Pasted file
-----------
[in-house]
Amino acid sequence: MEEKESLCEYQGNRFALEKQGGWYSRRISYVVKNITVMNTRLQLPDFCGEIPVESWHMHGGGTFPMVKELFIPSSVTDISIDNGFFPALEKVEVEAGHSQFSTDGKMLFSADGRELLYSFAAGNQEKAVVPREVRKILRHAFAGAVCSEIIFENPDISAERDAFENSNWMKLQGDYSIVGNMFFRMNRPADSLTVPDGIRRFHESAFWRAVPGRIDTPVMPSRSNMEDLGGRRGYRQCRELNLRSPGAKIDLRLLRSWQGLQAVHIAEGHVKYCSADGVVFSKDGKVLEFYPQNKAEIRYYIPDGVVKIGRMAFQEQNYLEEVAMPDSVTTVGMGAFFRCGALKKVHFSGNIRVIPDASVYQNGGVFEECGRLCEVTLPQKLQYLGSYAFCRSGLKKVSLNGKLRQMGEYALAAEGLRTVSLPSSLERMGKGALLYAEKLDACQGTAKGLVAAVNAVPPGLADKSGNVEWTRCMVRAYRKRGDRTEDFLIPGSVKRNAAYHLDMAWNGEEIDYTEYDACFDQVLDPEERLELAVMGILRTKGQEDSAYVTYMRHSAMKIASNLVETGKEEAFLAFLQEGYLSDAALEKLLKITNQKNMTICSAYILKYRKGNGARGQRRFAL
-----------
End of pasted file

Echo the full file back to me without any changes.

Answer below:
[in-house]
Amino acid sequence: MEEKESLCEYQGNRFALEKQGGWYSRRISYVVKNITVMNTRLQLPDFCGEIPVESWHMHGGGTFPMVKELFIPSSVTDISIDNGFFPALEKVEVEAGHSQFSTDGKMLFSADGRELLYSFAAGNQEKAVVPREVRKILRHAFAGAVCSEIIFENPDISAERDAFENSNWMKLQGDYSIVGNMFFRMNRPADSLTVPDGIRRFHESAFWRAVPGRIDTPVMPSRSNMEDLGGRRGYRQCRELNLRSPGAKIDLRLLRSWQGLQAVHIAEGHVKYCSADGVVFSKDGKVLEFYPQNKAEIRYYIPDGVVKIGRMAFQEQNYLEEVAMPDSVTTVGMGAFFRCGALKKVHFSGNIRVIPDASVYQNGGVFEECGRLCEVTLPQKLQYLGSYAFCRSGLKKVSLNGKLRQMGEYALAAEGLRTVSLPSSLERMGKGALLYAEKLDACQGTAKGLVAAVNAVPPGLADKSGNVEWTRCMVRAYRKRGDRTEDFLIPGSVKRNAAYHLDMAWNGEEIDYTEYDACFDQVLDPEERLELAVMGILRTKGQEDSAYVTYMRHSAMKIASNLVETGKEEAFLAFLQEGYLSDAALEKLLKITNQKNMTICSAYILKYRKGNGARGQRRFAL